There’s no denying it. Whether you’re a business owner or not, 2020 has taught us that we all need to be prepared, at least for the unexpected, if not for a full-fledged emergency. COVID continues to present challenges in the US and worldwide. Here in the Northeast, difficulties persist – we’re nowhere near back to life as we knew it before the Coronavirus. That said, we are experiencing a respite as many counties have moved into the yellow phase of reopening.
How shall we use this valuable time?
Integrating all that we’ve learned this year, there are three areas of focus that I suggest we bring our attention to as we prepare for the future.
- Read your legal documents. I mean really, really read them. Is your Will current? Is your Power of Attorney (POA) accurate? Do you need to make changes to your Living Will or Healthcare Directive? Since the virus started, I also put a Secondary Power of Attorney in place. Why? Well, my husband is my POA. What if we were both hospitalized at the same time? Since initially creating our Personal Contingency Plan, I’ve realized that we both need secondary POAs and an overall backup second-in-command. Do you need to speak with your attorney about establishing a secondary POA?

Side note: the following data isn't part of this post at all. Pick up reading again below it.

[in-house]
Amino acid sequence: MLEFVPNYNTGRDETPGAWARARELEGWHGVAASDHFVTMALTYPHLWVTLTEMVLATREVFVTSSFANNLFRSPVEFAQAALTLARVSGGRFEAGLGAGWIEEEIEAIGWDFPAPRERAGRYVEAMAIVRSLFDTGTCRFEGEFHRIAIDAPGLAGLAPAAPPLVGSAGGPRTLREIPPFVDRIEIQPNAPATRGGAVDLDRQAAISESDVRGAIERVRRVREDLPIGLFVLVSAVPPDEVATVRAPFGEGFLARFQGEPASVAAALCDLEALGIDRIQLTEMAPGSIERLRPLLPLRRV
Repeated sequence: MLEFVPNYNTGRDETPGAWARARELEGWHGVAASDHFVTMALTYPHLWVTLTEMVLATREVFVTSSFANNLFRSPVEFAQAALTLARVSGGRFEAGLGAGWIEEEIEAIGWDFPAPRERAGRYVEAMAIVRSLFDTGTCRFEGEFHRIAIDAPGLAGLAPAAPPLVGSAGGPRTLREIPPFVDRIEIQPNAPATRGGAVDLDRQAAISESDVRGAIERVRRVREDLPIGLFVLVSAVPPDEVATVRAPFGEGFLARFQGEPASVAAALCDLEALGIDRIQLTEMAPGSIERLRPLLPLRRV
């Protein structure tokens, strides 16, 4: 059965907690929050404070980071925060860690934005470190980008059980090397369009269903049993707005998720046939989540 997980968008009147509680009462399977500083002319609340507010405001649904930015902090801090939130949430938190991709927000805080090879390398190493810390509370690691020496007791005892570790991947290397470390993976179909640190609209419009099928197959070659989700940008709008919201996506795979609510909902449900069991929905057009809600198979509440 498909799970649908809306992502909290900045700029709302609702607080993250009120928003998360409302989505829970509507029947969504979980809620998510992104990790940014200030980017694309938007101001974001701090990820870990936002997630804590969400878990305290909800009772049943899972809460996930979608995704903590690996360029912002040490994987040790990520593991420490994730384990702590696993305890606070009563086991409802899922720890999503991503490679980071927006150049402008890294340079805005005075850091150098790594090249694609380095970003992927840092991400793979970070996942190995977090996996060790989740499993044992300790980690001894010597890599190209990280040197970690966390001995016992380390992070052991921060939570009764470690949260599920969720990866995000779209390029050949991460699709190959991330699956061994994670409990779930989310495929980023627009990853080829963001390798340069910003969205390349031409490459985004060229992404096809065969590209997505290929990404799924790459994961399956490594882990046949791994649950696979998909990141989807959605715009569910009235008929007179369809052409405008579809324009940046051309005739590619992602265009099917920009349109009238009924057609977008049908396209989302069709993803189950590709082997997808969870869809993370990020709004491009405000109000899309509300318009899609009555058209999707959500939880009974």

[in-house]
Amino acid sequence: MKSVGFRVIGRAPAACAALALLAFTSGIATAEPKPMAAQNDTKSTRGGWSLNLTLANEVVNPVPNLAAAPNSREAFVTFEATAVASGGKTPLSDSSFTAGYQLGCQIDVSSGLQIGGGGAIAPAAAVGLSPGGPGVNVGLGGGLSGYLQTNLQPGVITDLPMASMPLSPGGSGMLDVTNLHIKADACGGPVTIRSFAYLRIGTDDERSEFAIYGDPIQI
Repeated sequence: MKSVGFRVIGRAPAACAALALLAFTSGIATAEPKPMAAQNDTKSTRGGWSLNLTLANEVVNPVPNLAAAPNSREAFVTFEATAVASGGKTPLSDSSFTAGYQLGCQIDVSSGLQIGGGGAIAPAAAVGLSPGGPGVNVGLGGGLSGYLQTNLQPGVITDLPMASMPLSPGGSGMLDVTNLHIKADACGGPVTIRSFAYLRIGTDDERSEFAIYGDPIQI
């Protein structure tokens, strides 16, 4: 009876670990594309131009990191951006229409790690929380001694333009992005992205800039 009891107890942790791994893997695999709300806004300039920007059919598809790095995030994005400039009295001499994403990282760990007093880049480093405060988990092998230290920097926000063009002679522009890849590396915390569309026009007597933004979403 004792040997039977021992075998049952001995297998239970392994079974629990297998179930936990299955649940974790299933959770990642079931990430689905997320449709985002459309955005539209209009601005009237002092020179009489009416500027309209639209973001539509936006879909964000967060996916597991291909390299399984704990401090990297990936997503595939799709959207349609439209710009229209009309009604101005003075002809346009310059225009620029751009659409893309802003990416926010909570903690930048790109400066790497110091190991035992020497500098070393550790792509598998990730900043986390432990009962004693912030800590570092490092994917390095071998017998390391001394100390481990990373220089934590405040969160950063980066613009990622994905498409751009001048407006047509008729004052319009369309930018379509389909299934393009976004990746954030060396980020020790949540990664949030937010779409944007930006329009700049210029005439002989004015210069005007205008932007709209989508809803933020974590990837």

- Read your insurance policies. I know. You’ll be doing a lot of reading. In our area, right as we were approaching the yellow phase, a two-part destructive storm rolled through on a Wednesday around lunchtime. There were hundreds of trees down in our area, leaving many of us without power for three or four days. Trees blocked roads, crushed cars, and fell on roofs. Appliances were fried due to power surges and attempts to bring power back online. Regardless of the coverage, you discussed with your agent; it is up to you to ensure that the coverage is explicit in your policy. Not to mention, your needs may have changed since you purchased the policy.
- Determine who you will ask to be your second-in-command. Will it be the same person for your professional and your personal business? Make a list of at least three people who come to mind and grade them on:
- Ability to navigate ambiguity.
- Trustworthiness (this one is a deal-breaker if you can’t give them a stellar grade).
- Emotional strength. Will they be able to keep life running smoothly while you’re out of the game, temporarily or longer-term?
- Process-orientation. Can they keep track of a lot of moving parts? Will they proactively follow-up?
- It’s a big job. Can you train them for both your professional and personal business? Or will you require two different people?
Taking these three steps may feel like traveling and unknown winding road, but at a minimum, if you take action in just these three areas, you will most certainly be better prepared for whatever 2020 still has in store for us. 2020 may not rank as our favorite year, but we certainly have learned an awful lot about life and our ability to navigate the unexpected.